That’s the thing. They never stop playing jokes. They never get to the haughty place so many other big-time athletes do. Brendan Shanahan brought the cup with him to a radio interview Monday. And tonight he takes it on “The Tonight Show with Jay Leno.” The night before Yzerman took the cup home and gave it a shower, because it smelled so bad from all the drinks that had been poured in it.

They go to parties with it, they go to restaurants with it, they stop and play with kids and they honk at people who wave. They are as happy winning a title as most of us imagine we would be — and that’s where the connection begins. Remember that most hockey players don’t win Final Fours or Rose Bowls in college. This is, for many, the first big national title they have ever won.

And for some Wings, that national thing means even more. Was there a more moving moment than Monday night, in the rally at Joe Louis Arena, when Igor Larionov, the 36-year-old Russian center who speaks like a poet and skates like a tactician, lowered his head and bit his lip, fighting back the tears, as the crowd yelled, “One more year! One more year!”

“I never expected so much love from the fans,” Larionov later admitted. “I am fighting my emotions inside.”

“Do they have parades like this in Russia?” he was asked.

“We have a long history of parades,” he said slyly. “Many are for revolutions, where attendance is mandatory.”

There was no mandatory attendance Tuesday. Just a million people who wanted to say thanks, and a few dozen payers who wanted to say you’re welcome.

Take us to the river.

What a run

After the parade and rally, the players gathered at Joe Louis Arena for the official championship team photo. And for the last time, they donned their uniforms and skates and stood proudly on the ice, in an empty arena, and posed for posterity. There were bloodshot eyes and some tired shoulders, but the facial hair was mostly gone and the boys looked liked boys.

“I think it’s all the smiling,” forward Doug Brown said. “We wake up smiling and we go to bed smiling.”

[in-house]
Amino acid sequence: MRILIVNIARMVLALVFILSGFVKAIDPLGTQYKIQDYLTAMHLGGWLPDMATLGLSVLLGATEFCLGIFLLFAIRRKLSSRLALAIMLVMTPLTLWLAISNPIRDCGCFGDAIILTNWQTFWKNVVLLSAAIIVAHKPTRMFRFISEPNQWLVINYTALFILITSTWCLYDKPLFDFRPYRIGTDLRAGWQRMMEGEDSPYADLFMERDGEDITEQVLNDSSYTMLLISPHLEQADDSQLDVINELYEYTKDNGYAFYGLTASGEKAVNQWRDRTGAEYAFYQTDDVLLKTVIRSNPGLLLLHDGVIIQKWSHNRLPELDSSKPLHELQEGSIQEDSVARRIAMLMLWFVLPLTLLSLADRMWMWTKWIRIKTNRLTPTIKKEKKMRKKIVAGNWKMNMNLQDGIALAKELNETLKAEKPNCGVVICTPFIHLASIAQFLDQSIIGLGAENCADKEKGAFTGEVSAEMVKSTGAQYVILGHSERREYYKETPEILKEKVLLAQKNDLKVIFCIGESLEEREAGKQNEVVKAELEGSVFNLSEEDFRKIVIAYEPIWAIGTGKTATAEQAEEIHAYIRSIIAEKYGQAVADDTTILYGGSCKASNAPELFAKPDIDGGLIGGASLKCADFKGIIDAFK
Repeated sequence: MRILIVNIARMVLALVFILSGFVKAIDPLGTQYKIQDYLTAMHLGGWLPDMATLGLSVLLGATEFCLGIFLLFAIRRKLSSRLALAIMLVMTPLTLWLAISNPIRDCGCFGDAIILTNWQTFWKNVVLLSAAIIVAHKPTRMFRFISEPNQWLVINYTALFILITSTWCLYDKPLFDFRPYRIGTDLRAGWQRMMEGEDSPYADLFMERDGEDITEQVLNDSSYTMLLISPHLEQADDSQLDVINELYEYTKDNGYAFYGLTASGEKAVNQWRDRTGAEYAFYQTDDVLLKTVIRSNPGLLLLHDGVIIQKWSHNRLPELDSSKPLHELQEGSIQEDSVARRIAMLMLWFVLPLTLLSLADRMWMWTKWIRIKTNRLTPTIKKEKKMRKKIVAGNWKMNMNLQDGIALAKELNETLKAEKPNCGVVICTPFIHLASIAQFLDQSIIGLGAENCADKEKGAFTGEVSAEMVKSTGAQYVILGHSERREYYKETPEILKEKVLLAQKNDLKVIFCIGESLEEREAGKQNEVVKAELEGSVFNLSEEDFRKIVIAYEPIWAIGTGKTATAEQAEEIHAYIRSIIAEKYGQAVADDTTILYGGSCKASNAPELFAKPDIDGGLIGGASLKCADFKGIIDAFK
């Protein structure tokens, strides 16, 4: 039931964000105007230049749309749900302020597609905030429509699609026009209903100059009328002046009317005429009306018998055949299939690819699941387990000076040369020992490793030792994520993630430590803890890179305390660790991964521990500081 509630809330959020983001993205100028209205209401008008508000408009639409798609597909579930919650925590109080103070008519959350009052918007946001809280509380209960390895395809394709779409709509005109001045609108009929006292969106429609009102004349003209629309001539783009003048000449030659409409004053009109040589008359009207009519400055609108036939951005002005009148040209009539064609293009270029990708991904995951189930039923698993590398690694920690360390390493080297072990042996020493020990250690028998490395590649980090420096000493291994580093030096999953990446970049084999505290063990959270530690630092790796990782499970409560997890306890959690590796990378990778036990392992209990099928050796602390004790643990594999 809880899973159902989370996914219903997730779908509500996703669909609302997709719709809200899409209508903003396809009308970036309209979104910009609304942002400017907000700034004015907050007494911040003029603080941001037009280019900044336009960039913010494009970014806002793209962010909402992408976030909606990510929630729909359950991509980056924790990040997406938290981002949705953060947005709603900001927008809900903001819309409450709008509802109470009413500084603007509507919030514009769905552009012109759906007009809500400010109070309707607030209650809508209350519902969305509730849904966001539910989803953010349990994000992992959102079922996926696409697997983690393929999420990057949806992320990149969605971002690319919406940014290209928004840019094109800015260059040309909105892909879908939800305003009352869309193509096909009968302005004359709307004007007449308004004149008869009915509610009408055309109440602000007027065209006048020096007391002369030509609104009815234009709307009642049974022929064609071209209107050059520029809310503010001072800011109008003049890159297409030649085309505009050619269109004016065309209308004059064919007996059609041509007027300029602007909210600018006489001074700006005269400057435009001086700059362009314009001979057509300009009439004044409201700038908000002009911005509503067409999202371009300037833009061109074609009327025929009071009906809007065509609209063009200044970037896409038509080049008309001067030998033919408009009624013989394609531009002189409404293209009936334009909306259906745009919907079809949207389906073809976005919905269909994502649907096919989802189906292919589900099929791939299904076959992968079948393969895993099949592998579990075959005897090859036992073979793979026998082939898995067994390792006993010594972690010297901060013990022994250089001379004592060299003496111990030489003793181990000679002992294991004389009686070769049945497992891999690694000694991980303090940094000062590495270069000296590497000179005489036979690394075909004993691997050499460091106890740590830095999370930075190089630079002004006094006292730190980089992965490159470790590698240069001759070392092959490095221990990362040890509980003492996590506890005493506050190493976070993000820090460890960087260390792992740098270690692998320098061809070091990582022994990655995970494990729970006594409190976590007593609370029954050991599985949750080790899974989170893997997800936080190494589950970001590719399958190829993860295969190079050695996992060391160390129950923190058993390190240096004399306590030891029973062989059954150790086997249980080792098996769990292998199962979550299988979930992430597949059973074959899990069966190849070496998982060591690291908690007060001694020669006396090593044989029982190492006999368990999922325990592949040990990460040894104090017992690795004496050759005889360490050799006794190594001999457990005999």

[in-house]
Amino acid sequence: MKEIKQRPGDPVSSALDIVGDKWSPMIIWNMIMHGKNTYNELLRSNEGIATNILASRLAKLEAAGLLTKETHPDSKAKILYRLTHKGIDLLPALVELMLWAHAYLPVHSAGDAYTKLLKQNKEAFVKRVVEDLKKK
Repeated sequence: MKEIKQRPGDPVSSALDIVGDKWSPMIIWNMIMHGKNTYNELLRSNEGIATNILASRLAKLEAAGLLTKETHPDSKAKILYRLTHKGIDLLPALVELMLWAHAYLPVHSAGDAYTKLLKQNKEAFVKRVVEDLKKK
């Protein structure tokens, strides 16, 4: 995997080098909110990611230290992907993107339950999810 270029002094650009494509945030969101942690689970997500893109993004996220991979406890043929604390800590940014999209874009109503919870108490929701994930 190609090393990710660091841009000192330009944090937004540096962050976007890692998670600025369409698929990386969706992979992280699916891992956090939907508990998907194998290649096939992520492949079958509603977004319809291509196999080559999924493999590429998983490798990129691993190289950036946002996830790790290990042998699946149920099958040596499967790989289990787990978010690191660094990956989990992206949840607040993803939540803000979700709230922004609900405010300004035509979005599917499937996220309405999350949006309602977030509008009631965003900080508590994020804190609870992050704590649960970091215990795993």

That’s pretty much how the city has felt since Saturday, isn’t it? The sun has never dropped from the daytime sky, and the moon seems extra-bright. If there has been a happier, more unified, better-weathered three-day stretch in recent Detroit history, I can’t think of it.

Now, a moment for perspective. None of the Wings has saved any lives here. And it is true, every day, in hospitals, schools, and fire and police departments, there are more true acts of heroism than anything that involves putting a puck in a net.

But pro sports don’t exist to provide water, build roads or protect citizens. They exist because deep down, people want to be drawn together by something, they want to feel unified and territorial, they want to witness excellence and take pride in that excellence because they live here.

The Wings are ours because we live here. And if they can’t cure urban ills, they can show us that the energy of a city united is a magnificent thing to behold. If we could do what we did Tuesday for a parade, just imagine what we could do if we harnessed that energy for other purposes.

That is the final gift of this hockey club. As the sun began to set Tuesday, Yzerman, who has been celebrated like a god these last few days, finished a late interview and said good- bye. He went to go back in the locker room, turned the door handle and found it locked. All his teammates had left.

“I knew this would happen,” he said.

He banged a few times, and a woman who works in catering shouted from behind the door.

“Who is it?”

“Leslie, it’s Steve. Can you open the door, please?”


And thanks to catering, the most celebrated man in the city was given entrance to his workplace.

Isn’t that perfect? What a run. What a season. There will be good days and good years ahead, we hope, but it will be hard to top this happy stretch of 1997, when the boys of winter became the joys of spring, and Detroit just couldn’t stop smiling.


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Mitch Albom writes about running an orphanage in impoverished Port-au-Prince, Haiti, his kids, their hardships, laughs and challenges, and the life lessons he’s learned there every day.